A Year and a Half
Dictionary.com did an interesting thing about “Pandemic cliches” in this article. It’s crazy how so many people I know can probably relate to being sick of 2020’s most notorious cliches.
This week’s article has the interesting challenge of sounding like yet another one of those cliches.
We look at what a year 2020 has been for startups and entrepreneurs, with a special focus on some of our member businesses’ experiences.
I’d advise entrepreneurs to always revisit, update and follow their business model, health and safety, and risk management plans, because a disaster least affects those whose ship is water tight. – Qhawe Miya, Amanzi Furniture [In our August Newsletter]
Part I: Dreamers in distress
As soon as a complete lockdown of all social activity was announced, businesses faced the first tests of what was about to be one of the most difficult years for startups, corporations and governments all over the world. With some of their operations directly outlawed, businesses also suffered losses through dwindling customer-interaction and major disturbances in their value chains. As business models and risk-management strategies were put to the test, some were better prepared to face the tide, while others were forced to adapt and do so quickly.
Part II: Les non essentiels
For most businesses, the reality meant having to wait out the changing lockdown restrictions. As restrictions gradually eased, these businesses were finding new opportunities wherever they could start operating again.
We’ve created a designer ice range that can be used in photography for alcohol brands. This range is for clients to get exclusive custom made ice, flowers, berries or colour for photographic and promotional use. – Khanyisile Bhengu, Glacier Gang [in our November Newsletter]
Elsewhere, some businesses were forced to wait until level one to operate. These businesses, such as For The Culture, could only plan how they were going to hit the ground running as soon as restrictions allowed them to do what they do best.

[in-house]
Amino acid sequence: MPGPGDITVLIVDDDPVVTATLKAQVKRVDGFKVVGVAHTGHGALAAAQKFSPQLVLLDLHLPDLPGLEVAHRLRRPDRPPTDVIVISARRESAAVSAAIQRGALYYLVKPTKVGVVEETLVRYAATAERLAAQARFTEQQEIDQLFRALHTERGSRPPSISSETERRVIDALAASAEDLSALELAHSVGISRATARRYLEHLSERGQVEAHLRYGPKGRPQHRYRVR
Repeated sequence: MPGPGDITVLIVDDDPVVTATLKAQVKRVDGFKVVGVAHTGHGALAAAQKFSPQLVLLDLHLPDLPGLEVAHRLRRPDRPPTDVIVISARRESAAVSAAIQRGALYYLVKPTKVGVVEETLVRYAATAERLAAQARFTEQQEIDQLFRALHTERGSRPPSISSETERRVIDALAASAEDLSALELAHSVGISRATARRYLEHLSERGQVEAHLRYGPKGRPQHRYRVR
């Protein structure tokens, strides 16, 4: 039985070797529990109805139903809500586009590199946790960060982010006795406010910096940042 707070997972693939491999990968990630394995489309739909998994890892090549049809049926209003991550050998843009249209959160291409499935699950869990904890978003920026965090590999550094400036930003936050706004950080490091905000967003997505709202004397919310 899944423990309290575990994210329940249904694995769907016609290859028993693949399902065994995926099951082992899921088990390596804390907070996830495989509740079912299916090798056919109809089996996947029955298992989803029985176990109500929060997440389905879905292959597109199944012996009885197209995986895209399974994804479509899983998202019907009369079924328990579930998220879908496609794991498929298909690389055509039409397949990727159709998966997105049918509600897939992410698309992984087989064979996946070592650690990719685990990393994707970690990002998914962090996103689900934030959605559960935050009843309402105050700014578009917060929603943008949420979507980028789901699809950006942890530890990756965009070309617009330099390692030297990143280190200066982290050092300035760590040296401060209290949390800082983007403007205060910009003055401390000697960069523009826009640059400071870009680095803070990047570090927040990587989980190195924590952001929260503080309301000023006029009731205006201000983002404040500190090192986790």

With the year nearing a close we want to be one of the businesses who survived the pandemic, ending the year on that note would be a great achievement. We’d also like to have more collaborations in the art industry. – Grace Makopa [in our October Newsletter]
A Hive away from home
Keeping our community connected and thriving through separation was always going to be a challenge. Like many businesses, The Hive Network Johannesburg swiftly adapted to video meetings and conferences, making it possible to continue our knowledge sessions, blog articles, newsletters and The Hive Podcast.
Despite our best efforts, we’ve taken the difficult decision to close our physical premises at 81 De Korte Street. This marks a major change for The Hive Network Johannesburg’s own events, as well as organisers, who always had the chance to use our space for free.
You can check out our December newsletter for our Director’s words about how the Hive plans to continue supporting members and surging forward despite 2020’s challenges.
“For the most part, the important thing is having food, shelter and money for daily essentials; and even though that’s not what we wanted to happen this year, we are grateful. “ – Kutloano Mohlasedi, Delicious Love Food [in our September Newsletter]
This is probably our last blog feature blog feature before calling it a year (or whatever 2020 is). Despite closing down physically, there are still so many things we want to do in 2021 and the future.
If you see an entrepreneur anywhere, please give them an air hug. If you see us on the socials (@hivejoburg), please show some love and drop a follow too.
We put together a short video documenting what we’ve been up to in the last 5 years. if you’ve ever been interested in what The Hive Network JHB is all about, go to our YouTube channel and watch at the link below: